JF: Are they specific recommendations you’d like to share with mountain bikers and hikers intent to use the Deer Valley Resort trail system?
SG: There are a few good rules; first, we don’t charge for uphill travel outside of chairlift rides. If trail users bike, they must wear a helmet and dogs must be left at home whether their owners hike or bike. Always make sure to look at the map and come up with a route before heading out; remember that there are some trails that are specifically for downhill mountain biking, others specifically for hiking and then they’re others that are designated for both. So, it’s good to know what kind of trail you’re planning to take. If you want to hike and don’t want to see bikers, go on a hiking-only trail. If you want to pedal up, make sure you chose the multi-use trail, not the downhill-only one. That way, everyone can enjoy their experience to the fullest.
JF: Are there lessons or orientations tours visitors can take?
SG: Yes; both are available and are highly recommended. We offer guided tours of the mountain that will also provide some mountain biking tips; those are for intermediate level and above, but they’re also “mountain bike 101” lessons that will take a rank beginner straight to the single-track trails. Many riders often say: “I know how to handle a bike, therefore I don’t need lessons” but as you know JF, mountain biking is a very different deal, it’s not like riding in the neighborhood; there’s weight transfer, forward-and-back and side-to-side involved, it’s a lot more dynamic experience than pedaling on asphalt around the block.
JF: What other recommendations would you give hikers or mountain bikers visiting Deer Valley Resort?
SG: I know some people who chose to ride their mountain bike by themselves, purely for exercise. If you’re one of them, just let someone know where you are going and when you plan to be back. Always wear a helmet and sunglasses. Even if you’re going on a short trip, throw an extra power bar in your pack, a replacement tube, enough water, some basic tools if you ever break down. Even if you aren’t quite sure how to fix it, some passer-by might be able to assist you and get you back on your way. Always wear gloves; if you ever fall, the first thing that’s going to hit the ground is your hand. Some extra protection goes a long way!
JF: Any tips about the weather?
SG: Always be prepared for anything! In the mountains, the weather can change rapidly. Look for thunderstorms. If you can hear thunder, lightning isn’t far, so get off the high ground, don’t huddle under the tallest tree, just wait for the storm to pass; it generally never lasts very long.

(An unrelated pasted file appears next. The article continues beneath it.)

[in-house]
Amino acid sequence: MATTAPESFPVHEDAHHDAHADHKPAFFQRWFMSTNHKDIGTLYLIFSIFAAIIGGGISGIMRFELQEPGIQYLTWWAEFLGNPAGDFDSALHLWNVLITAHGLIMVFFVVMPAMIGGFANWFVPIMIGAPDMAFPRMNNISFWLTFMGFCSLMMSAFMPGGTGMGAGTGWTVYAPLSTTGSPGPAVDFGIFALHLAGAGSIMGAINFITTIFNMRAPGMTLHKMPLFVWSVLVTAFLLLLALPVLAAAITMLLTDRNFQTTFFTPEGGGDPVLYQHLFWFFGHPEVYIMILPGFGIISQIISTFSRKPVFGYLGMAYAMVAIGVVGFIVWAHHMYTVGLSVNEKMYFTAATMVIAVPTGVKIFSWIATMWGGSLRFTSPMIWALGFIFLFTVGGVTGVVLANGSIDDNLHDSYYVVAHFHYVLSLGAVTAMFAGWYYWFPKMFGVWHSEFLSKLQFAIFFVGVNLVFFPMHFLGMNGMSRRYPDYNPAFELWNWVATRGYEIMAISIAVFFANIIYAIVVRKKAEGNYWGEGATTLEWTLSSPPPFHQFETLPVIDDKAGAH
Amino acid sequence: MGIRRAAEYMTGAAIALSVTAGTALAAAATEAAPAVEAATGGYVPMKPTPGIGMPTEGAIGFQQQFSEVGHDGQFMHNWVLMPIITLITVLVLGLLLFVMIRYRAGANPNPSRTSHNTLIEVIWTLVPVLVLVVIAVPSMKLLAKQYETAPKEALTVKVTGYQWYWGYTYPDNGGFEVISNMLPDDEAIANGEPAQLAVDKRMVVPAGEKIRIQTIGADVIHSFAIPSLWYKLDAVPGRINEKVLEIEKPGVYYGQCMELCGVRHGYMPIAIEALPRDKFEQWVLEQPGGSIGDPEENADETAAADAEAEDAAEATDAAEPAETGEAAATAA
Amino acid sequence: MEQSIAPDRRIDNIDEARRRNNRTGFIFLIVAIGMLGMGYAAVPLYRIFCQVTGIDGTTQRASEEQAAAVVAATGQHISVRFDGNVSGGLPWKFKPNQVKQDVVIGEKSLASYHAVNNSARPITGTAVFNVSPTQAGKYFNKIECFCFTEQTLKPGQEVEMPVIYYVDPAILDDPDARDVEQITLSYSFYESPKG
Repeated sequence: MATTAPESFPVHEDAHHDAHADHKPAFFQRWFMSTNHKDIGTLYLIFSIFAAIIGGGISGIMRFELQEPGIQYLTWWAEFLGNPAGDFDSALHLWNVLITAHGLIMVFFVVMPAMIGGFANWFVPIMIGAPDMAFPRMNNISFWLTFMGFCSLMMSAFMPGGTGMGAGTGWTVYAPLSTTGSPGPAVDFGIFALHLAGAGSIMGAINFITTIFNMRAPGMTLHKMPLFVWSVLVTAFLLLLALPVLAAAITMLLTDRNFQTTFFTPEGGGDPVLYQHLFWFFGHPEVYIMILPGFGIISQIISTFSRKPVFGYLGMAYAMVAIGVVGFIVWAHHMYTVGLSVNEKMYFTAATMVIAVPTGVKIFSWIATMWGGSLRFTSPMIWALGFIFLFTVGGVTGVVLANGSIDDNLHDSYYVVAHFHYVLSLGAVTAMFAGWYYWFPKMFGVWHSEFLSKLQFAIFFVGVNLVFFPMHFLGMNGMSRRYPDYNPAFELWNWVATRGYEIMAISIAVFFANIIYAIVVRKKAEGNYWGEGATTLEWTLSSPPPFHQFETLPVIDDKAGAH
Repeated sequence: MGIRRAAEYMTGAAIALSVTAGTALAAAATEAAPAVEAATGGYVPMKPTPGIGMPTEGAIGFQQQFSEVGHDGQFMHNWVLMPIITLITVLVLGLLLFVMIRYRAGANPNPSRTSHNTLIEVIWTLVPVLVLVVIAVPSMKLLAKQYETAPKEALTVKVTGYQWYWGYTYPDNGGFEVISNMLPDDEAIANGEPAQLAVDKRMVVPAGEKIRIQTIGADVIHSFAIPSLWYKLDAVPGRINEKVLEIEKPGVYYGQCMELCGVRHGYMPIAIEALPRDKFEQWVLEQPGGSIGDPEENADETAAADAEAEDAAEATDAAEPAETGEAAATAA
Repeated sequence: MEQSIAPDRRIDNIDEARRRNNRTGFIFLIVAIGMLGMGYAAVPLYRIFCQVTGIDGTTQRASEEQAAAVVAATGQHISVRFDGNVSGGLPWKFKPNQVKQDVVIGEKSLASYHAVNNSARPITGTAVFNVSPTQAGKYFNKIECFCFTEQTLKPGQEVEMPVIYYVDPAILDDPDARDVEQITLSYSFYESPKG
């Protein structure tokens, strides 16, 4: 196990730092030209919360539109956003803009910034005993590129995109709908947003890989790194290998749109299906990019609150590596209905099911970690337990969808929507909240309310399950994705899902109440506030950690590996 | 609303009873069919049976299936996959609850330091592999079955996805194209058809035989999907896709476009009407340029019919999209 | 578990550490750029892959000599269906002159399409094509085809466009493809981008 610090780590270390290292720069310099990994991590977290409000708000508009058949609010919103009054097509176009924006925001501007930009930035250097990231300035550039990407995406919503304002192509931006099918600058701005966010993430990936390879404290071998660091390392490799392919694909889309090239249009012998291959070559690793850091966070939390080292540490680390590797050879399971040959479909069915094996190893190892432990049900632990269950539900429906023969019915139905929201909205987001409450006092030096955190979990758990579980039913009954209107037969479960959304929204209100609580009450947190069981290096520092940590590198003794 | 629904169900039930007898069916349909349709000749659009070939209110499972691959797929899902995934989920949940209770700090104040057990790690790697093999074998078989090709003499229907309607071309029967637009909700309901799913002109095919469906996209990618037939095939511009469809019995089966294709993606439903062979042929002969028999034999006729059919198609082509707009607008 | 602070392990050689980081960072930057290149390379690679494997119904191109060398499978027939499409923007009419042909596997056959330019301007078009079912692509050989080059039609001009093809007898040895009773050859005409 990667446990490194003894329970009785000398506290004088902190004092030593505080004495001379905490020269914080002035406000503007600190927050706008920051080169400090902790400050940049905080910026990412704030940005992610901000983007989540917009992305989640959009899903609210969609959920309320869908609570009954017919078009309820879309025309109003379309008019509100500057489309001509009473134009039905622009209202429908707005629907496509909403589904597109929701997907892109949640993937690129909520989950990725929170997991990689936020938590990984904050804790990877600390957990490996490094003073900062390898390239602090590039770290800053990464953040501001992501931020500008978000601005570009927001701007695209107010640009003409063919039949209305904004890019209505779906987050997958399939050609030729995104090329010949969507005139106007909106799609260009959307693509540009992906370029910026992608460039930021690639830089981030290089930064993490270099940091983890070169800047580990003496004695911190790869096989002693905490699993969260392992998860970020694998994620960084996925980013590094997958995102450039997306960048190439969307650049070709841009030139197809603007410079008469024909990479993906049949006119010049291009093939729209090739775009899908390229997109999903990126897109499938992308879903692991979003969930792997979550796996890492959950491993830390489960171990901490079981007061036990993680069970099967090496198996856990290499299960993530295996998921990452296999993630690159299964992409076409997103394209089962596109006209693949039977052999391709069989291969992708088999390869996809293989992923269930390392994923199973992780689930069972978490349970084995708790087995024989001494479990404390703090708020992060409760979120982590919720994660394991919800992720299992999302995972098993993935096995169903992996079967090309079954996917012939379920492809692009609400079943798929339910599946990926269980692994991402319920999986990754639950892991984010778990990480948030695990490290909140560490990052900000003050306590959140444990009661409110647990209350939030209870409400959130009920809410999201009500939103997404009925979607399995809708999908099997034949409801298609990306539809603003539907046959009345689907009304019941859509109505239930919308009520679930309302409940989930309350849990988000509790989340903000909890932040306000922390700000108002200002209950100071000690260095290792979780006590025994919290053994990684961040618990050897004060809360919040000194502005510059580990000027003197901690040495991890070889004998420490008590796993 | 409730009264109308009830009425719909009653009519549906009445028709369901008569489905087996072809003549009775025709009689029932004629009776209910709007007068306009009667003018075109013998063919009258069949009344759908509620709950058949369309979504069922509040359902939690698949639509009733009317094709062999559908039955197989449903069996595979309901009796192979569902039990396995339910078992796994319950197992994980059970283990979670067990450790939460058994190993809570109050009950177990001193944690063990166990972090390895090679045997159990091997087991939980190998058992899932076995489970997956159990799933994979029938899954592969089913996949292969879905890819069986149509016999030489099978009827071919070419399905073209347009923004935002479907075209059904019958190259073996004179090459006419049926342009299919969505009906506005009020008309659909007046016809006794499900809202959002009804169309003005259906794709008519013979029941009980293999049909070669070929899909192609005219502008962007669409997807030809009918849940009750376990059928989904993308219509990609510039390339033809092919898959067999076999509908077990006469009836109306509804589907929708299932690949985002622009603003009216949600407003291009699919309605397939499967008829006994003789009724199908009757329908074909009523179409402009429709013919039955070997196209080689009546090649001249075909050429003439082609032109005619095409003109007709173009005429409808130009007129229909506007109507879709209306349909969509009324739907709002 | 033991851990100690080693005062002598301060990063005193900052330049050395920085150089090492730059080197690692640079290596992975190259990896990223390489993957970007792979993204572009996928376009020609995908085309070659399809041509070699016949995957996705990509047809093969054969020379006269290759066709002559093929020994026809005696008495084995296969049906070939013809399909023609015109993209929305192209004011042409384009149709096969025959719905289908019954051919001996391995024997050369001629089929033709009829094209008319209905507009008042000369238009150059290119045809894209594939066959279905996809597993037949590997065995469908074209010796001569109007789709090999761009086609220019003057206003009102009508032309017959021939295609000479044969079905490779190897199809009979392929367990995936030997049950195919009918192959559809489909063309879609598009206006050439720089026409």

JF: What about encounters with wildlife?
SG: We do see quite a bit of wildlife. This is one of the great things about hiking and mountain biking around Deer Valley. I’ve had the pleasure to see all kinds of animals around this mountain. You just got to give them space. We’ve taken a lot of space away from them and we should always treat the mountain as their own domain. If I see a moose on the trail, I make my presence known, and hopefully he’ll amble on.
JF: So, how ready are you for Deer Valley Resort summer opening?
SG: Well, we’re opening on June 14, and based on my most recent trail inspections, we’re going to have a fantastic opening, with ninety percent of the trails perfectly passable, so please, come and join us!
Somewhere up in the snow, along a ridgeline outside of Park City, a group of skiers move through the blue on white Wasatch landscape. The squeaky crunch of a chalky snowpack and heavy breathing are interrupted by quick conversation and casual observations. A day trip to some lower angle snowfields has yielded good turns and spirits are high. Apparent stability has everyone eyeing steeper terrain. One by one they ascend a minor looking slope, each focused on the turns waiting above. The first sign of trouble is word passed down the track that something slid around the turn. Everyone moves quickly to see what happened. The seemingly small slope they were headed too broke away with the first skier; a large debris field lies below them.
At Deer Valley, in the Bald Eagle Patrol shack, a German Short Haired Pointer/Lab named Ninja is enjoying a sun-warmed spot on a Naugahyde bench.
With a half raised head he sees his friend and teacher Sue listening to her radio as she grabs her pack. A skier is missing in the backcountry; a frantic phone call from the scene reports beacon searches unsuccessful. The urgency of her movements flips a switch in Ninja and he is immediately at the door. Sometimes it’s a chairlift or snowmobile to shuttle them to a scene. Today they hurry to a landing zone as a chopper beats out a steady cadence, coming in low and fast. In seconds Sue and Ninja are airborne and banking hard out beyond the ski areas boundary.
Once on scene the rescuers begin collecting and assessing information while Ninja surveys the half-acre field of avalanche debris. Without ever having met the person he knows they are out there somewhere. He wouldn’t be there if they weren’t. While the people around him are visually inspecting the area Ninja has his nose in the air, sorting and remembering various smells. The young dog jerks with anticipation as Sue kneels close, one hand on his back. “O.K. Ninja,” Sue whispers, his body trembling uncontrollably with anticipation, “SEARCH!”